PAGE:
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Tuesday, September 6, 2011

To Pork or Not to Pork: That Is the Question

Once again, that sounds dirty.

But really, it refers to my conundrum:  if I am going to cook through Italian cookbooks, to really learn Italian food, what is a semi-religious Jew to do?

I am a reform Jew, and a twice-a-year Jew at that:  the high holidays and Passover, although I would say that being Jewish, the ethics of being Jewish, inform my daily life.

You see the problem here:  Italian cooking inherently involves a lot of pork.

I admit, I cheat:  a little salumi here and there, but that's about it.  On Sunday, I found myself staring at the extensive pork section of A16:  what is a Jew to do?

I'm deferring that answer for another day and substituting chicken.  Fortunately, it turned out delectably, tender and toothsome with a salty-sweet relish.  To die, I tell you.


This recipe is perfect for either a weeknight dinner or, if you're feeling like you want to impress people, an appetizer for a dinner party. 


I'm deferring the inherent conflict for another day.  In the interim, this recipe is brilliant.

Chicken Spiedino with Pine Nut, Garlic and Currant Soffritto
Adapted from A16 Food + Wine

2 pounds skinless chicken thighs, cut into even chunks
Kosher salt
1/2 cup dried currants
3/4 cup pine nuts
1/2 cup extra-virgin olive oil
2/3 cup roughly chopped garlic cloves
2 ounces arugula
Wooden skewers

After cutting the chicken thighs into chunks, toss with aproximately 1 tablespoon salt.  Cover the bowl and refrigerate for at least an hour.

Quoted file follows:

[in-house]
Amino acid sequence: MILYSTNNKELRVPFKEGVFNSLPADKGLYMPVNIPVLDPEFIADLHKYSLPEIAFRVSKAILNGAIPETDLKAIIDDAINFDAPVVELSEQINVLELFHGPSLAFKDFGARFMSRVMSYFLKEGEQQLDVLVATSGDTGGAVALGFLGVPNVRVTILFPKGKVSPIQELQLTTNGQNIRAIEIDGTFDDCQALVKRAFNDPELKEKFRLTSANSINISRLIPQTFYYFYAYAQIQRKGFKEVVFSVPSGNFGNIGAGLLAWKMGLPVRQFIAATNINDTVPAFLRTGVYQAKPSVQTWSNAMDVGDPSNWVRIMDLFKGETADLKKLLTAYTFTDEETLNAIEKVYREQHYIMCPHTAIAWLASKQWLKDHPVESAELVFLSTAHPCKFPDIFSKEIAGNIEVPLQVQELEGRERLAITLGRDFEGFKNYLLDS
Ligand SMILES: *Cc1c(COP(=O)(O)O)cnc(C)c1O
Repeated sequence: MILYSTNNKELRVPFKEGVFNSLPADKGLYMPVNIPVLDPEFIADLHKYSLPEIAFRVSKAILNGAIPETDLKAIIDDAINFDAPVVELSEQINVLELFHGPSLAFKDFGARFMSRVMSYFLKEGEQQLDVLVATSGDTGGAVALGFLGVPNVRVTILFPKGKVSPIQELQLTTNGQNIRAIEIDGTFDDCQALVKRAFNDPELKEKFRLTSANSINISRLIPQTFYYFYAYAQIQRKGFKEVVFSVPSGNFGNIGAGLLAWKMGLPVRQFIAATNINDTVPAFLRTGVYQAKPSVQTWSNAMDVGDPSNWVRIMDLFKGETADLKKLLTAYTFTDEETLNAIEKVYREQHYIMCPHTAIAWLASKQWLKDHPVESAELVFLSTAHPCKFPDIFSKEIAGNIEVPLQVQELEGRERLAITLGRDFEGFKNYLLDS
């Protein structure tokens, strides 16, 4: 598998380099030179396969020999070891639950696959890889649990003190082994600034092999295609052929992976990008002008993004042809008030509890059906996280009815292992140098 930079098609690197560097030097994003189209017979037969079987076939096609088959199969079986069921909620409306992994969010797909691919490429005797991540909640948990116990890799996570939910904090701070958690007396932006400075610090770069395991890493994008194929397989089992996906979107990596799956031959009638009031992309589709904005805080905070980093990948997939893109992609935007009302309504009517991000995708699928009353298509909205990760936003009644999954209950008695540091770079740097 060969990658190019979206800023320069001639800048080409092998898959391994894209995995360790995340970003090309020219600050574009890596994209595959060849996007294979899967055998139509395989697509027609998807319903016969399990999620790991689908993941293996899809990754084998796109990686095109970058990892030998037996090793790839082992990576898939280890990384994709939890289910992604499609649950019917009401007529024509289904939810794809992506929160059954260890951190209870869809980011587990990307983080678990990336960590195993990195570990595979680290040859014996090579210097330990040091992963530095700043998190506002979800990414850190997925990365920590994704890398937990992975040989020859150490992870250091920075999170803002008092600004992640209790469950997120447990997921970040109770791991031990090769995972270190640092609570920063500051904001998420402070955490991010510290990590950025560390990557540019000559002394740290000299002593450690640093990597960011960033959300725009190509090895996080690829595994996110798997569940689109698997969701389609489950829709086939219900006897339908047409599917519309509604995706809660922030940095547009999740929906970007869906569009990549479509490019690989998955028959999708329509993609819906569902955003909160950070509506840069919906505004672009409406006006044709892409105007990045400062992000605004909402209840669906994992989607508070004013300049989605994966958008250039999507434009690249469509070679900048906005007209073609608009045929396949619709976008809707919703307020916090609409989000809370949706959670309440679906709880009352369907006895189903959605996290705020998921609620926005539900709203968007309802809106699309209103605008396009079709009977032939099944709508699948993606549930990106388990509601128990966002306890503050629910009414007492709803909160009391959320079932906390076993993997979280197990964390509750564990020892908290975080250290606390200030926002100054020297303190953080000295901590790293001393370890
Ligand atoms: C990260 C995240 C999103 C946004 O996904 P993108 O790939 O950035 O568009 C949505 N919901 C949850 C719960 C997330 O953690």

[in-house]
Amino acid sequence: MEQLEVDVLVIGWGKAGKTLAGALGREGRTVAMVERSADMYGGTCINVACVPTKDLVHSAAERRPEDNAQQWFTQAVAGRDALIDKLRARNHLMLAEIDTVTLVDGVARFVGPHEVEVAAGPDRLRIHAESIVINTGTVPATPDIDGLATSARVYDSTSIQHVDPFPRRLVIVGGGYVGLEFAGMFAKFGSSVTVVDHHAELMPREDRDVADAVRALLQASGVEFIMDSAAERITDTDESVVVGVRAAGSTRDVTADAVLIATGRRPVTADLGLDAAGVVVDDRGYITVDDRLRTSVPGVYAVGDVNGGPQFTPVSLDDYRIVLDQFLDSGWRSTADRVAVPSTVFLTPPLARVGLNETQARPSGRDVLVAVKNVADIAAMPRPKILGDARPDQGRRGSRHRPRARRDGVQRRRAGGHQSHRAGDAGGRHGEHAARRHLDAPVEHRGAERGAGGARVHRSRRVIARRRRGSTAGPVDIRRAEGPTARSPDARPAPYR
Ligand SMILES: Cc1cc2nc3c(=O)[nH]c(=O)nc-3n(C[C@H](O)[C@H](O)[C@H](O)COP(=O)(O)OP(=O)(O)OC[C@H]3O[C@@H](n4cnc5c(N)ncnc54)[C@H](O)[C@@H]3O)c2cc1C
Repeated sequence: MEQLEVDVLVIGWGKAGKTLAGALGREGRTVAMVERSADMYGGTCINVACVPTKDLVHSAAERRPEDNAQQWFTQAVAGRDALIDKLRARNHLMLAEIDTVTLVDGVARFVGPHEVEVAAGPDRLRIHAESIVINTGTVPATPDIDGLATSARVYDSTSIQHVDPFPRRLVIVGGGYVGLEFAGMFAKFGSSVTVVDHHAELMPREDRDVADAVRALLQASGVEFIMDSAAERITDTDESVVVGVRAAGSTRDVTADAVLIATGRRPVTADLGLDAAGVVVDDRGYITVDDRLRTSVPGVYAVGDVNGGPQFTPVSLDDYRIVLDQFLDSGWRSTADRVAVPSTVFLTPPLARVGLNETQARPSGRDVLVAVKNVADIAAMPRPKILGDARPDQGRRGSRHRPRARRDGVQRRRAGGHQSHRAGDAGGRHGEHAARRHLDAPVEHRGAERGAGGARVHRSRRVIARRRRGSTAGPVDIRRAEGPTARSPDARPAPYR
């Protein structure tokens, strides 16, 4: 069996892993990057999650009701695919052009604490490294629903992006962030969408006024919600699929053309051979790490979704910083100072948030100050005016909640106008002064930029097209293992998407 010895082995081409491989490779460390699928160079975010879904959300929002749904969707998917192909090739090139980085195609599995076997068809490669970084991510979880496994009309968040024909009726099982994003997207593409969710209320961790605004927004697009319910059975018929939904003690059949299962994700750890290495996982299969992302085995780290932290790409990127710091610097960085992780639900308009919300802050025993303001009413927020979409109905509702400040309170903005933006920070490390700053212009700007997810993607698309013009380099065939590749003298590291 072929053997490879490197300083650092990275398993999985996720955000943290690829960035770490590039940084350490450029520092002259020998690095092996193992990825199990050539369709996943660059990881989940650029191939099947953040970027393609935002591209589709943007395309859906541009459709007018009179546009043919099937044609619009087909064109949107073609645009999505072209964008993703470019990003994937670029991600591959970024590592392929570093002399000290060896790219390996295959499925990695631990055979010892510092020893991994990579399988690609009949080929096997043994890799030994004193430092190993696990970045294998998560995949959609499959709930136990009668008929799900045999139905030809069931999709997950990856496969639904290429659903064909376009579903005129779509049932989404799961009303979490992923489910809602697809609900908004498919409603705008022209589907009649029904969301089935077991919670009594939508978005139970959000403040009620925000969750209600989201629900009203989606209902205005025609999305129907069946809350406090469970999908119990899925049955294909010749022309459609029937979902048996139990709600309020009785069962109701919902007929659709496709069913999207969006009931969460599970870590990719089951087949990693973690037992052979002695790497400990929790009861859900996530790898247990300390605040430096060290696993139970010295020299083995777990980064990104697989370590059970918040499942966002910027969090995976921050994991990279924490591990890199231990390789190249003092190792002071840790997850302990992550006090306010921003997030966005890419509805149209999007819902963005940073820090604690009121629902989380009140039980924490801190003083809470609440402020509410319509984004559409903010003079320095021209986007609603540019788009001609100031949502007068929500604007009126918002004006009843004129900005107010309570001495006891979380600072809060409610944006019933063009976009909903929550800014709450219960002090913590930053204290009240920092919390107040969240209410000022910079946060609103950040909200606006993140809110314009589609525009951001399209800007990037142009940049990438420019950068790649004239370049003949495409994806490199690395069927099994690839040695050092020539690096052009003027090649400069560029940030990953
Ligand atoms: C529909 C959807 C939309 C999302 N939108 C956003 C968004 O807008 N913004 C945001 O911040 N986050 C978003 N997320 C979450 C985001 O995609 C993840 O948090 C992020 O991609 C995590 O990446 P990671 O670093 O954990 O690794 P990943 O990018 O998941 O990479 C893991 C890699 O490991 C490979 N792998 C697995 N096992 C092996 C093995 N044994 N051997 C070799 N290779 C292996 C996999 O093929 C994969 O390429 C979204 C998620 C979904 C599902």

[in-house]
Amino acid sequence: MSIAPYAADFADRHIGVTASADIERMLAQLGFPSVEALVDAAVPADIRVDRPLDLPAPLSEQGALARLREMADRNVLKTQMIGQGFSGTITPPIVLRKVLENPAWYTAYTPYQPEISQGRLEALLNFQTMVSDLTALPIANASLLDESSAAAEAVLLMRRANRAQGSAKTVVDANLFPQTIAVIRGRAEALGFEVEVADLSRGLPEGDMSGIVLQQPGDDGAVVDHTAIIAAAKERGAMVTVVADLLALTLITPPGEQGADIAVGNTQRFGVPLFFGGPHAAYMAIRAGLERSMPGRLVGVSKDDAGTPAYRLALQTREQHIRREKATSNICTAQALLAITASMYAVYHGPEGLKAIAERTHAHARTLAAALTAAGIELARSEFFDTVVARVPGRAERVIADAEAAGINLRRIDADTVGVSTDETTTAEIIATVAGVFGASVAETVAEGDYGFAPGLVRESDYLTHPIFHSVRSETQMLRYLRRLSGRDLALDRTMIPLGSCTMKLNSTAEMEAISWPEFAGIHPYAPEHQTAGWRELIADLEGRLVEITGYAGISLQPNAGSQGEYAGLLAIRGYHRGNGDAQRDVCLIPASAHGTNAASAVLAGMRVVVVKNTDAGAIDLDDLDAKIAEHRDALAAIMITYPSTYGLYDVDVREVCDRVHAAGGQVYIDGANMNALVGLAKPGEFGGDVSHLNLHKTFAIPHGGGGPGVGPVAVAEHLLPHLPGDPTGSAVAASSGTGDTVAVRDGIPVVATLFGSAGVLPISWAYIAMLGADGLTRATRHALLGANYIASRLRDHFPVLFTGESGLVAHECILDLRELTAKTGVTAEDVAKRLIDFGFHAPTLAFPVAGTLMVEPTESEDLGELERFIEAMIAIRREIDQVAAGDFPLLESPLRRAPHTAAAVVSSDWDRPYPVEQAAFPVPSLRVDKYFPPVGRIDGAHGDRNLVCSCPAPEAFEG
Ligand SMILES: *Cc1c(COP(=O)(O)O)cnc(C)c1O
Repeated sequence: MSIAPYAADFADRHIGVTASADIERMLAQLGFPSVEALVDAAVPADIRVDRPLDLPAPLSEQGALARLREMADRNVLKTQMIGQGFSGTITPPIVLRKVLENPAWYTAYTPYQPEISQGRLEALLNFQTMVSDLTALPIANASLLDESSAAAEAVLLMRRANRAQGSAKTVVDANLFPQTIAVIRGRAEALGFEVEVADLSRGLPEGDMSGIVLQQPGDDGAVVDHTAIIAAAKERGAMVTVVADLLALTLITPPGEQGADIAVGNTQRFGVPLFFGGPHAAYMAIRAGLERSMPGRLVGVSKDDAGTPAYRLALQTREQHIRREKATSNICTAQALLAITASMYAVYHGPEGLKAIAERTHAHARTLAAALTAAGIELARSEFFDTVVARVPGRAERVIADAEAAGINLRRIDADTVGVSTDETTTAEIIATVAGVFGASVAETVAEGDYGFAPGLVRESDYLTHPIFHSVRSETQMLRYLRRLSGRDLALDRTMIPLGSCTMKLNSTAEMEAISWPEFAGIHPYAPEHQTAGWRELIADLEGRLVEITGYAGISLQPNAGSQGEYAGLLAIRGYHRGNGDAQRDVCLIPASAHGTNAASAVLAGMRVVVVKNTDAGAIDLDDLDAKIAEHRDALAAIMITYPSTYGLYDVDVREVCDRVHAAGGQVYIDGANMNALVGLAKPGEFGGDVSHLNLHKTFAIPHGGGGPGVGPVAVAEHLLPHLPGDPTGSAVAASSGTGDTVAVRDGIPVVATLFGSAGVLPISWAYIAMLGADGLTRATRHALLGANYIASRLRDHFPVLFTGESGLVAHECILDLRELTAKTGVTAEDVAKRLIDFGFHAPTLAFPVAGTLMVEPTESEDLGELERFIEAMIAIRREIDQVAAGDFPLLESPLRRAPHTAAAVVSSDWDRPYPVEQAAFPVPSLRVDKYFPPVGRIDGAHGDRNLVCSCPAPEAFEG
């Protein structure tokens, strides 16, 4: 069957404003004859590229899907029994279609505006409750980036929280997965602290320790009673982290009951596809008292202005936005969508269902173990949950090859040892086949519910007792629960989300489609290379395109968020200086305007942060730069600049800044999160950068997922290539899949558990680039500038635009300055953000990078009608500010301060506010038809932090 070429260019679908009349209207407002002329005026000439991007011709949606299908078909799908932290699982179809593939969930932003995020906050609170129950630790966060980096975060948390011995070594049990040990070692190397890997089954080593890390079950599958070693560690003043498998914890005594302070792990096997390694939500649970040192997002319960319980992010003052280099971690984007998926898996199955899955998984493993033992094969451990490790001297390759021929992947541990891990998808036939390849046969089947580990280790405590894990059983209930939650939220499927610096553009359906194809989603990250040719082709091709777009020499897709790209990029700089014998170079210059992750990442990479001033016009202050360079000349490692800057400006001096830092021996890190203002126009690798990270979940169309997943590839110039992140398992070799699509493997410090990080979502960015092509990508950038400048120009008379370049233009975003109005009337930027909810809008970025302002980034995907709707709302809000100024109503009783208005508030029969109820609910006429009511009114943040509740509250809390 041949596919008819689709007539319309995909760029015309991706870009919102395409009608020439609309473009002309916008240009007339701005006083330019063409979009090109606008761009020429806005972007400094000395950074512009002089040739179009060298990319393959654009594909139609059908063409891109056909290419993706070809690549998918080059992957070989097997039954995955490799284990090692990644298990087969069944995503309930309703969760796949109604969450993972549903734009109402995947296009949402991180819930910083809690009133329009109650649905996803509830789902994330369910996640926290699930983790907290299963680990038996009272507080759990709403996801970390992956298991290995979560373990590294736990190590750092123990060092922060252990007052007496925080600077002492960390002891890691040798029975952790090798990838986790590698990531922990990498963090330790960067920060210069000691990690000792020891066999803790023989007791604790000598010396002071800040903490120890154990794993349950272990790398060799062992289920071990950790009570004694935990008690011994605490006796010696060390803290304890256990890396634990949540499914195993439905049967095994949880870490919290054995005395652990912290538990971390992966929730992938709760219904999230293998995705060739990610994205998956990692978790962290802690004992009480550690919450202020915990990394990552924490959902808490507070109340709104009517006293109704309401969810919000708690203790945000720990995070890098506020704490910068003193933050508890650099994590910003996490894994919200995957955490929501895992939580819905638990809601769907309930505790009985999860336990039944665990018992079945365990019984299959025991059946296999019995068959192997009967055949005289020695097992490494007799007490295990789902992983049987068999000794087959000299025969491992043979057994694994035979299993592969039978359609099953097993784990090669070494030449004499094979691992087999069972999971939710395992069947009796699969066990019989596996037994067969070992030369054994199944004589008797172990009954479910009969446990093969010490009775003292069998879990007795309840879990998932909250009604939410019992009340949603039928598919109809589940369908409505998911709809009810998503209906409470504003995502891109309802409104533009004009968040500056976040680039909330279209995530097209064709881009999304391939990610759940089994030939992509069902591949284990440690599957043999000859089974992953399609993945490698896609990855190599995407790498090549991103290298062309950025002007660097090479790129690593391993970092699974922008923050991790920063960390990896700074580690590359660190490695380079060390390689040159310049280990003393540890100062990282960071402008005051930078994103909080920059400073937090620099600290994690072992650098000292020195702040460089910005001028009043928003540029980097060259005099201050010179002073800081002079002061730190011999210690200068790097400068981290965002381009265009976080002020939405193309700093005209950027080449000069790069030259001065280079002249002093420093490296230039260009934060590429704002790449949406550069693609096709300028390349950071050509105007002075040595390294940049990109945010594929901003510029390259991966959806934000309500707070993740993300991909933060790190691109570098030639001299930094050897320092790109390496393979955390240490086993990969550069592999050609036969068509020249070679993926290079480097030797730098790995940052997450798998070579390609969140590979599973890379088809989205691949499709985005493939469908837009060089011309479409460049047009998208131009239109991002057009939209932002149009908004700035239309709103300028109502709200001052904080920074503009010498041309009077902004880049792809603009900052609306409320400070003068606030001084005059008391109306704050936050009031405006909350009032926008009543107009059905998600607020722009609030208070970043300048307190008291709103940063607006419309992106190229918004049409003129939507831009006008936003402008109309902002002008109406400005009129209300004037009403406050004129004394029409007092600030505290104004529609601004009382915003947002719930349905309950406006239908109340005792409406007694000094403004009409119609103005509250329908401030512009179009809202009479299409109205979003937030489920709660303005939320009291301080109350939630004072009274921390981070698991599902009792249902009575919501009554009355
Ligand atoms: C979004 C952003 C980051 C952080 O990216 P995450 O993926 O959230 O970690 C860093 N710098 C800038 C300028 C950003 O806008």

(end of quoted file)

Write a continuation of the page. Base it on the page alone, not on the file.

Put the currants in a small bowl and cover with warm water to rehydrate, for at least 20 minutes.

While the currants are hydrating, put the pine nuts and all but a tablespoon of the olive oil in a small pan over low heat.  Warm to a low simmer, stirring often--this will want to stick--for about 6-7 minutes, or until the pine nuts start to brown.

Add the garlic and simmer for about 8 minutes, until the garlic turns golden.  This mixture takes some careful watching and stirring, as you don't want to scorch the garlic.

When the garlic is golden, drain the currants and add them to the pan.  Remove the pot from the heat and cool on the counter.  The soffritto can be made ahead of time.


When you are ready to cook the chicken, remove it from the refrigerator and let stand for 30 minutes.    Toss the chunks with the reserved tablespoon of olive oil.  Soak approximately 10 wooden skewers in warm water while the chicken is coming to room temperature.  20 minutes out from cooking, start a hot charcoal grill--stack all the coals on one side, so you have both direct and indirect heat.



String the chicken chunks onto the skewers, with no more than five chunks per skewer.  When the fire is ready, put the skewers on the direct-heat side of the grill for approximately a minute, until they become less pink and have grill marks.  Then transfer the skewers to the other side of the grill and cook until fully cooked, approximately 10 minutes.


In the interim, arrange a platter with a bed of the arugula.  When the chicken is done, place the skewers on the platter and drizzle with the sauce.  You will have plenty of extra sauce;  save it for future dishes, including the panino that I will share later this week.

Serves 4 as a main course;  6 as an appetizer.

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